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Iron Mountain Press

Titles in the Rare Book Room Printed at the Iron Mountain Press by Dr. Robert Denham between 1975-1986.

The Iron Mountain Press - in the words of its founder, Dr. Robert Denham

"The Iron Mountain Press was born in 1975, in my ninth year of teaching at Emory & Henry College, when I purchased a late nineteenth-century Chandler & Price (8 x 12) letterpress, originally the property of the Roanoke, Virginia, public school system. This somewhat impulsive act seems to have come from a desire I had had for some years-a desire that I can trace back as least as far as my fondling the folio edition of the Works of Alexander Pope in the Rare Book Room of the Regenstein Library at the University of Chicago. The C&P came with a composing stick and a typecase, and in the latter I discovered an old U.S. Navy letterpress printing manual. That manual, with its very clear instructions on how to use a composing stick to set type, move it to the chase, tighten the quoins, ink and feed the press, became my teacher. The C&P also came with one font of 10-point Century Schoolbook type, and the first little chapbook I printed, Kathy Bingham's Nineteen Poems, was done with that single font. [In setting the first poem I ran out of a's and so had to go back and substitute ampersands for all of the "ands."] I eventually acquired a larger C&P press (10 x 15) and several hundred drawers of type, discovered in local print shops that had graduated to linotype or offset printing. I also bought the type that had been used by the Unicorn Press in Greensboro, N.C. (originally in Santa Barbara, Calif.), when Unicorn decided to move to  offset printing. This came toward the end of the ten years I devoted to my hobby, and so the desire to print on dampened paper using a Vandercook proof press, also acquired from Unicorn, was never fully realized. The Press was located in the basement of Byars Fine Arts Building at Emory & Henry, where it kept expanding from its original cramped quarters until  it had finally taken over three rooms. Printing certificates, flyers, and the like for the college was, I suppose, a kind of quid pro quo.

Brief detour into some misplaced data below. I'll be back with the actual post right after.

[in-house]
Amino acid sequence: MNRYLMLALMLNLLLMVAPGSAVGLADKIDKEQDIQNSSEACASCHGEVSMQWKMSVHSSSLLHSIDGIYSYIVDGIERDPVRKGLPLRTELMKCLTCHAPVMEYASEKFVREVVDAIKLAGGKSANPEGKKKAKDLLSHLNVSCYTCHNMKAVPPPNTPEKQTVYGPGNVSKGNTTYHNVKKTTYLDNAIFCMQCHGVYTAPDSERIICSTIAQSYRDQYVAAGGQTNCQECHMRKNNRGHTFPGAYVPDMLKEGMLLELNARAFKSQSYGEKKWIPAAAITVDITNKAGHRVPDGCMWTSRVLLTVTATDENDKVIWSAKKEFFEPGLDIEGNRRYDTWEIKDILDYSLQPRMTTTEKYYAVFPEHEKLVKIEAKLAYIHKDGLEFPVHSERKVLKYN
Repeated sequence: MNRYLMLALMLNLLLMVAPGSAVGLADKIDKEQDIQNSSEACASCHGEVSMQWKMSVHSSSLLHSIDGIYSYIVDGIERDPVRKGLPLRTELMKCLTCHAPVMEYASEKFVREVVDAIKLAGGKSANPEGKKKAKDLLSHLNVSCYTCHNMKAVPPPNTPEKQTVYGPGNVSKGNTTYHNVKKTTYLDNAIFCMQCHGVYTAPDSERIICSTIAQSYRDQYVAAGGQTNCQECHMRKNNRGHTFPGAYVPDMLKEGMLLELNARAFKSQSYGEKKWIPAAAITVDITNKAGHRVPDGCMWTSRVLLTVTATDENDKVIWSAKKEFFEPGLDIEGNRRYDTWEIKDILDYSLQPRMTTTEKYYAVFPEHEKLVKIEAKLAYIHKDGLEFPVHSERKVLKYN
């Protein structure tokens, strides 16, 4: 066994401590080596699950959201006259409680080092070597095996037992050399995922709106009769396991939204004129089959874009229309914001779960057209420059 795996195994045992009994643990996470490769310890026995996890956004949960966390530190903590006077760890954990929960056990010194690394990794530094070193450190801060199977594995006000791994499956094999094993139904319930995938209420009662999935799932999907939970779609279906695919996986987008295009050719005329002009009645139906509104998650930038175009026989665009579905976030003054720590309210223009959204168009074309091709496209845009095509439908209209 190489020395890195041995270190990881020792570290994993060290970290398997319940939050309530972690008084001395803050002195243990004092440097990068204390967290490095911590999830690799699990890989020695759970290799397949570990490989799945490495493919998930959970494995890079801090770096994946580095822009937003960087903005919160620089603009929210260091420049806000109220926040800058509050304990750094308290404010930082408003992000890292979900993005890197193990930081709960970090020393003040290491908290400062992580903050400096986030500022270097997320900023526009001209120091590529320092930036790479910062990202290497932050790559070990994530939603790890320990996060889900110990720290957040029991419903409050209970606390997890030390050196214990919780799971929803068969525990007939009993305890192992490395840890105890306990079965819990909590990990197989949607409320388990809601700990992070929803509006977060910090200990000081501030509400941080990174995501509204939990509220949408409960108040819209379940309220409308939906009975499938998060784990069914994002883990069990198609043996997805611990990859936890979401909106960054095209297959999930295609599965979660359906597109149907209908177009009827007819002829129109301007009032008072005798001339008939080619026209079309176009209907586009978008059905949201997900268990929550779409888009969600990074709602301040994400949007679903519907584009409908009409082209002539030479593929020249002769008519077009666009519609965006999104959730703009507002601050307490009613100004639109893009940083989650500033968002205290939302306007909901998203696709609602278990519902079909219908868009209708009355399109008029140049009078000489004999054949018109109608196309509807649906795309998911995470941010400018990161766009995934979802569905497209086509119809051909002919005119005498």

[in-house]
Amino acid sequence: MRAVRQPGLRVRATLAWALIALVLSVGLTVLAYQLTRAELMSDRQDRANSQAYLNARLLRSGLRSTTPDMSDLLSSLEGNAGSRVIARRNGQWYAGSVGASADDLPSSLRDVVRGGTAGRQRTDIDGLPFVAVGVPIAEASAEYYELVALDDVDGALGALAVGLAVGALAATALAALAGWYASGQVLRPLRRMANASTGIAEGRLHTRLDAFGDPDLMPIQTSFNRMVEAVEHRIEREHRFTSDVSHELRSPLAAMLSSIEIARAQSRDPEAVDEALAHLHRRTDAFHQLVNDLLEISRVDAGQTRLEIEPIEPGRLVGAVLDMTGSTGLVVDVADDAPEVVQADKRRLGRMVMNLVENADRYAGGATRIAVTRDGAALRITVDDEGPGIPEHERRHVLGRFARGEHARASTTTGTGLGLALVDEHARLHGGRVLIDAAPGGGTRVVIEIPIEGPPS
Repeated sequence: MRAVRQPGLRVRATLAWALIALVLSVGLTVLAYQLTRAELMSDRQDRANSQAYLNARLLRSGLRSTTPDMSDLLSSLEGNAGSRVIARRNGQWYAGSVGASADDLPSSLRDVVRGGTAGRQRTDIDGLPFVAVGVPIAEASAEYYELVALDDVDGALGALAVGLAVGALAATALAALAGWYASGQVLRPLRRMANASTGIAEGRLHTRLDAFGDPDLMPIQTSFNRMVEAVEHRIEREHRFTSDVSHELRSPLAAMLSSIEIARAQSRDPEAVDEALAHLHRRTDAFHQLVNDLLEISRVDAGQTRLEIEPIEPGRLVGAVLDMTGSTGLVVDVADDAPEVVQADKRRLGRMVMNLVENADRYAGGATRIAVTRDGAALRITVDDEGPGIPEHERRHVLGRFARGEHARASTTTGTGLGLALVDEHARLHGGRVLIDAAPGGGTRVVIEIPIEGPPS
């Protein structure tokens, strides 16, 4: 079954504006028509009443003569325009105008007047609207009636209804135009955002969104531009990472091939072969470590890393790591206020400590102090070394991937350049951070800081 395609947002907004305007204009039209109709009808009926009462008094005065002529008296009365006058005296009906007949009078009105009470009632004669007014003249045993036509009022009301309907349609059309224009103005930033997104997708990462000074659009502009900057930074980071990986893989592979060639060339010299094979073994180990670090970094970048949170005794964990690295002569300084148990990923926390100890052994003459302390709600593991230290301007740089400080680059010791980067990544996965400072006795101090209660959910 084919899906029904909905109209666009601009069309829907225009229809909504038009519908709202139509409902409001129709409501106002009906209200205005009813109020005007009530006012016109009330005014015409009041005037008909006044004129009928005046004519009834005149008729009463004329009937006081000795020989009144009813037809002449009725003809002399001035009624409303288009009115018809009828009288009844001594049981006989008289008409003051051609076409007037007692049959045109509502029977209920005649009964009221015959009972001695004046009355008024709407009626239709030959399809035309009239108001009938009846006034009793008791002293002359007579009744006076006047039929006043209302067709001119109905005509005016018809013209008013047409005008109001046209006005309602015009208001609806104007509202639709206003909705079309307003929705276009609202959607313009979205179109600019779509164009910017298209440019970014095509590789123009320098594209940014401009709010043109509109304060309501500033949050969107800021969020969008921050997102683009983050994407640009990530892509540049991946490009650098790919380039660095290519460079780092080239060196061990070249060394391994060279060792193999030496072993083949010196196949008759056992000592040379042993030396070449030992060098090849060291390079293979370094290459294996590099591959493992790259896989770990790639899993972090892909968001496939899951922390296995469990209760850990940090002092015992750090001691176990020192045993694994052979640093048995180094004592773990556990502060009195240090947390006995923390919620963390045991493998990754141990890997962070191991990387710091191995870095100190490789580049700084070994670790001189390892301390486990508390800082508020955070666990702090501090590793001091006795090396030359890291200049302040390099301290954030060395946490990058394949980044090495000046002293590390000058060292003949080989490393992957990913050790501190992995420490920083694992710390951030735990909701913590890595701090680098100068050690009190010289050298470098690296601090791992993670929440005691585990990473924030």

The Iron Mountain Press had no clear mission outside of the pleasure of trying to make something handsome, but in retrospect I see that it was devoted mostly to printing chapbooks and broadsides of poems written by friends, many of whom visited Emory & Henry. I was also eager to teach students how to print their own work and their literary magazine. A number of students did learn how to set type and feed the presses, and I eventually taught a course in "The History and Design of the Book." Few students, however, were able to sustain much interest in the process, mainly because letterpress printing is quite labor-intensive. The notable exception was Pam Shore, who loved to get her fingers inky and who, after graduation, stayed around for some months  to print several chapbooks  that I myself had promised to do for friends but had not gotten around to. Pam was a devoted worker: she eventually completed an M.A. in book arts from the University of Alabama, at which point, of course, she was able to teach her old teacher a great deal about how properly to print.